Samia Celebrates Love in All Its Forms on Scout

Though sonically similar to her debut album, the EP carries its own message

Music Reviews Samia
Samia Celebrates Love in All Its Forms on Scout

Every now and then, when you look around, you’ll see these moments: friends at a cafe table, or in a park, or just walking down the street. It’ll arise from a lull in a conversation, or even be prompted by something they say, but they’ll look at each other and realize just how lucky they are. Maybe they’ll just acknowledge it with a knowing look, or a wink, a ruffle of the other’s hair or a side hug. But they know right then just how very precious our love is, whether platonic or romantic. We won’t take this for granted, not for a long time, their eyes say. This past year has taught us this lesson in the most cruel ways, and now we cling to what’s left with all our might.

Samia’s new EP captures this feeling—overwhelming in its beauty and sadness—with the same clarity and fervor that made her debut record The Baby so stirring. Scout isn’t a pandemic piece, per se, but it’s the type of art that comes out of a year pondering one’s life, which is just what Samia did.

At the fore of these songs is Samia’s love for those in her life, whether her family or her friends, new or old. She mentions her new friends in Nashville on opener “As You Are,” hanging out at the Portland Brew coffee shop, and her old mates from Brooklyn, whom she met “when we were still in bands.” The love is strong in both cases, regardless of relationship length, and “As You Are” emphasizes just how important unconditional love is.

Bookended by fuzzy voice messages, the first track establishes a sound related to The Baby’s keen pop sensibilities. It feels delicate as Samia’s voice soars, but also firm and strongly rooted via piano the same way that love gives one a sense of stability. Unconditional love features throughout the song: Her friend insists that their sister “cleans her room and she takes a shower” even though “there are no stipulations you’re already on your way.” The funniest moment, which comes closest to the biting humor on The Baby, is Samia’s imagining upon a plane landing, “my mom with both hands / latched to the nose of the aircraft / in a ray of pink light and her sweatpants” (The image is even better when you realize her mom is Kathy Najimy, of Sister Act and Hocus Pocus fame. Samia’s so talented that her famous parentage—her dad is Dan Finnerty of The Dan Band—feels more like a fun fact than a disillusioning revelation).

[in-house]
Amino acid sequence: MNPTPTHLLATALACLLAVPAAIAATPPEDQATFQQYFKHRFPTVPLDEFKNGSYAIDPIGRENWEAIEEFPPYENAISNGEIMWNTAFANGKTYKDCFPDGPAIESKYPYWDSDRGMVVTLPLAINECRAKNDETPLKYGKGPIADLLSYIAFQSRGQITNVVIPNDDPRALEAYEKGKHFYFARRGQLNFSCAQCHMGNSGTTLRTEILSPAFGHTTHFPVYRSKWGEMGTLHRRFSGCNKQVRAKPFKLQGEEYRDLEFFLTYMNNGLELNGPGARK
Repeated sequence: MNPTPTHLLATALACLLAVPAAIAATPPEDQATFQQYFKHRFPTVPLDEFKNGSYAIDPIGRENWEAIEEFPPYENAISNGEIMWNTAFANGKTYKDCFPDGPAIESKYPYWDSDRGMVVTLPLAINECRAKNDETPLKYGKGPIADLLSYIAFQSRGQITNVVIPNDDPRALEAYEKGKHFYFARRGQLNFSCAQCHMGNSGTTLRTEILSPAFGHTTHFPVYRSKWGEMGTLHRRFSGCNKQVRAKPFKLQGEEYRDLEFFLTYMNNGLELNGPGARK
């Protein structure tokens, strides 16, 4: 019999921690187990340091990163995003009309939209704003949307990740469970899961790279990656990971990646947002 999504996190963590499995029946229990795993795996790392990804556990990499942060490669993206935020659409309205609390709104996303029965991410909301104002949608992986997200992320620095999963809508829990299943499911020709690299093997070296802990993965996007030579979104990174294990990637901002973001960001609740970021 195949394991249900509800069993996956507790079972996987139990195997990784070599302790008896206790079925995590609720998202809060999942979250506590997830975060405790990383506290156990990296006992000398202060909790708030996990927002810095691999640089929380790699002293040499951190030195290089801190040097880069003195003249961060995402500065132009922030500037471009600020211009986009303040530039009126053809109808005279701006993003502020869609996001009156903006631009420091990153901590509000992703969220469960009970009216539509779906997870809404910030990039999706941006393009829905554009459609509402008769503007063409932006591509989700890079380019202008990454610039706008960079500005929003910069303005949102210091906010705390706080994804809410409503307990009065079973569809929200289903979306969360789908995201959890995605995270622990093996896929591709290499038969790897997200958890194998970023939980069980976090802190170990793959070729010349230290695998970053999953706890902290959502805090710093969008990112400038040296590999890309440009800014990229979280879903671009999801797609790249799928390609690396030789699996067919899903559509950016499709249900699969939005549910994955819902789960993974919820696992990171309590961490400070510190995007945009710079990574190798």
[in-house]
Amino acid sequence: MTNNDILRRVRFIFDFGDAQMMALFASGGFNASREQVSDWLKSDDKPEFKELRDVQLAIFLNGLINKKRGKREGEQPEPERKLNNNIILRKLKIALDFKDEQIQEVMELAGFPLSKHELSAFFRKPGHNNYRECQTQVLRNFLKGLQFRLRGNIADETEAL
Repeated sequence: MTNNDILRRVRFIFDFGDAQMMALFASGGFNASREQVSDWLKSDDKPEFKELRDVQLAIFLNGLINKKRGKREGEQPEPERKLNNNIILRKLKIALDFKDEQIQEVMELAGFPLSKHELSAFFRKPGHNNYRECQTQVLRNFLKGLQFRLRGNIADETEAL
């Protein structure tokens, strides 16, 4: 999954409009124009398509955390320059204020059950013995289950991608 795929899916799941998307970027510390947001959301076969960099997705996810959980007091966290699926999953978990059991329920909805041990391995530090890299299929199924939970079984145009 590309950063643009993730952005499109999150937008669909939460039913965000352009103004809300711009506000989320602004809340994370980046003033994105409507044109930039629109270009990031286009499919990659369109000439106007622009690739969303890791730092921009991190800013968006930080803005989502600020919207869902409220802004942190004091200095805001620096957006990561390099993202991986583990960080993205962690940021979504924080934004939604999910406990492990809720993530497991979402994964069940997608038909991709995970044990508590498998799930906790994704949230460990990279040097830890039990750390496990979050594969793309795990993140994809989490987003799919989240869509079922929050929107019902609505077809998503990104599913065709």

“Show Up” best distills the feeling of holding your friends close. The track begins softly with piano, but quickly opens up with buzzy guitar, becoming just as impossibly expansive as your heart feels upon seeing a friend again. “Nothing could ever stop my ass from showing up to sing another song for the people I love,” Samia cries. Between the last year and her impassioned delivery, it’s easy to imagine someone getting that line tattooed on themselves.

“Elephant” proves darker and moodier in its melancholic shoegaze sound. Samia’s voice is crystal-clear as ever, floating above the reverb and twisted shocks of guitar. The song is a bit short and could use a bit more fleshing out, but the lyrics remain evocative: “Just place your fingers / on each side of their mouths / and pull towards heaven / until their teeth peak out” she sings, conjuring the image of Wybie’s stitched-up lips in Coraline.

Samia’s cover of When In Rome’s “The Promise,” performed with artist Jelani Aryeh, is the perfect way to end an ode to love in all its forms. Their version remains fairly faithful to the original, translating the song into a 21st-century interpretation of the ‘80s by swapping out the opening piano for synths. Samia’s voice reaches into the stratosphere, sincere and devoted, as she declares, “I gotta tell you,” over shaking, distorted guitars.

On Scout, Samia makes her own promise to stand by her loved ones, without the sentiment becoming sticky-sweet. The songs focus on the act of cherishing, but deserve to be cherished in their own right.

Clare Martin is a cemetery enthusiast, hibernophile and contributing writer for Paste’s music and comedy sections. She also exercises her love for reality TV at HelloGiggles every now and then. Go harass her on Twitter @theclaremartin.

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